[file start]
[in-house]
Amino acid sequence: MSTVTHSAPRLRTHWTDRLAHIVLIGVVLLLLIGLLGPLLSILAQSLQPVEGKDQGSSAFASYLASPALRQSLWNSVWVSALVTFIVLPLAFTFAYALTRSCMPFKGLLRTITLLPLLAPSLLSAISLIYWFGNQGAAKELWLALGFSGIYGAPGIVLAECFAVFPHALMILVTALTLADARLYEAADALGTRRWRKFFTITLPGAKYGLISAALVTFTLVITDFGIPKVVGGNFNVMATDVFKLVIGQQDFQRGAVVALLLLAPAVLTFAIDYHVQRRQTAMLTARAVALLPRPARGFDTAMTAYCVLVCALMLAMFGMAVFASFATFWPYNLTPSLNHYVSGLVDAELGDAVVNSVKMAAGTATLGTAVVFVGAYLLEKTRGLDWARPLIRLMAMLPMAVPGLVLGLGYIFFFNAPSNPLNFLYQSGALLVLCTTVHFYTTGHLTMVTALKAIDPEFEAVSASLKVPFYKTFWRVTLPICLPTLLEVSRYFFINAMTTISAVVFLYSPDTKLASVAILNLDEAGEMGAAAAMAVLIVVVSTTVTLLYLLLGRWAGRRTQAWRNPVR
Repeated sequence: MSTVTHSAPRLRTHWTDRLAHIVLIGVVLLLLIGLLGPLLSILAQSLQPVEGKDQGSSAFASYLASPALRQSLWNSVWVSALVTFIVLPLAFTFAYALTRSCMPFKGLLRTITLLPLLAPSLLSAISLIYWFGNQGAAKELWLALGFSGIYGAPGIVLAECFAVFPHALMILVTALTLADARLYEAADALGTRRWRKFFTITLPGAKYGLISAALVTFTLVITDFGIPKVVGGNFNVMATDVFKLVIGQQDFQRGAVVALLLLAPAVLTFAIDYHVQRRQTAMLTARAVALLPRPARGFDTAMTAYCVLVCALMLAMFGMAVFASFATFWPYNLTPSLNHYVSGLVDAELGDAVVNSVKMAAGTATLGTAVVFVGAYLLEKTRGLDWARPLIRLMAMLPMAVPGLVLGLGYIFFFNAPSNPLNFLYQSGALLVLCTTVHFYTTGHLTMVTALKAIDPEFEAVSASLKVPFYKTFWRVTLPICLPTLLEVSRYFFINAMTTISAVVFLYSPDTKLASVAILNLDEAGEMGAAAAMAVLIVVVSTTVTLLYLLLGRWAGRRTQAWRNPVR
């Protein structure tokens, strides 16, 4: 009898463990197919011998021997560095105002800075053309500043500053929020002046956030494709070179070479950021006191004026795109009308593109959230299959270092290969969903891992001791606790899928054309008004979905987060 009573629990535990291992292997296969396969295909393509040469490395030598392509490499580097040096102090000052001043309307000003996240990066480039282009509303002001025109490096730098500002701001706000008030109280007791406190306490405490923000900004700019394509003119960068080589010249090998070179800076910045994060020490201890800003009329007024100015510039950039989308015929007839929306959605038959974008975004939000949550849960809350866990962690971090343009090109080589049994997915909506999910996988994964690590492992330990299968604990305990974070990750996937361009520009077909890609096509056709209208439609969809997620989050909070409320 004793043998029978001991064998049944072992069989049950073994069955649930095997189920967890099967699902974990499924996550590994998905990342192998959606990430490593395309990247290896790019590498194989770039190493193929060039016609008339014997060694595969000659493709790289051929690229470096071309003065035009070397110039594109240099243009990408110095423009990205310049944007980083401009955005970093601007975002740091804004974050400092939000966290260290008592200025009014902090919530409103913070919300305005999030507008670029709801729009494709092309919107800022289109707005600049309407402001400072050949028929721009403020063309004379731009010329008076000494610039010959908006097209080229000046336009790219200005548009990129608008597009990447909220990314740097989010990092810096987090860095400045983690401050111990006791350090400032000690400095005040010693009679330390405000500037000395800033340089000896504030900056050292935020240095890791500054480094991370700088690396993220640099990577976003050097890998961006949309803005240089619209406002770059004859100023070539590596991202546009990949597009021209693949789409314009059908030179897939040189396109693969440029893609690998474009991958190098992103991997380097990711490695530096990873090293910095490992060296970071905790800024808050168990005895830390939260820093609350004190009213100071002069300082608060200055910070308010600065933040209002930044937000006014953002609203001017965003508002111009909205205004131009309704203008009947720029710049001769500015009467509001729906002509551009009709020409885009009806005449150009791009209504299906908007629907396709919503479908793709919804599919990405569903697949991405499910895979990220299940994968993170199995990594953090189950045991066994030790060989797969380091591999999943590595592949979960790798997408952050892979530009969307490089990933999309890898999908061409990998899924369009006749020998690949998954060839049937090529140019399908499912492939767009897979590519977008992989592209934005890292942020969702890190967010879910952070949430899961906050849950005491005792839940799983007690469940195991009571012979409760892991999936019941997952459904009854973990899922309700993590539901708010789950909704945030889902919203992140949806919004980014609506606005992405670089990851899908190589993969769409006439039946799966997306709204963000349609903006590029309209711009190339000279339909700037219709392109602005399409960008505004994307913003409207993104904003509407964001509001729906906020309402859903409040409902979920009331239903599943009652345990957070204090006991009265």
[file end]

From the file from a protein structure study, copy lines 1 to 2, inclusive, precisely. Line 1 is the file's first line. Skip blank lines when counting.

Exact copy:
[in-house]
Amino acid sequence: MSTVTHSAPRLRTHWTDRLAHIVLIGVVLLLLIGLLGPLLSILAQSLQPVEGKDQGSSAFASYLASPALRQSLWNSVWVSALVTFIVLPLAFTFAYALTRSCMPFKGLLRTITLLPLLAPSLLSAISLIYWFGNQGAAKELWLALGFSGIYGAPGIVLAECFAVFPHALMILVTALTLADARLYEAADALGTRRWRKFFTITLPGAKYGLISAALVTFTLVITDFGIPKVVGGNFNVMATDVFKLVIGQQDFQRGAVVALLLLAPAVLTFAIDYHVQRRQTAMLTARAVALLPRPARGFDTAMTAYCVLVCALMLAMFGMAVFASFATFWPYNLTPSLNHYVSGLVDAELGDAVVNSVKMAAGTATLGTAVVFVGAYLLEKTRGLDWARPLIRLMAMLPMAVPGLVLGLGYIFFFNAPSNPLNFLYQSGALLVLCTTVHFYTTGHLTMVTALKAIDPEFEAVSASLKVPFYKTFWRVTLPICLPTLLEVSRYFFINAMTTISAVVFLYSPDTKLASVAILNLDEAGEMGAAAAMAVLIVVVSTTVTLLYLLLGRWAGRRTQAWRNPVR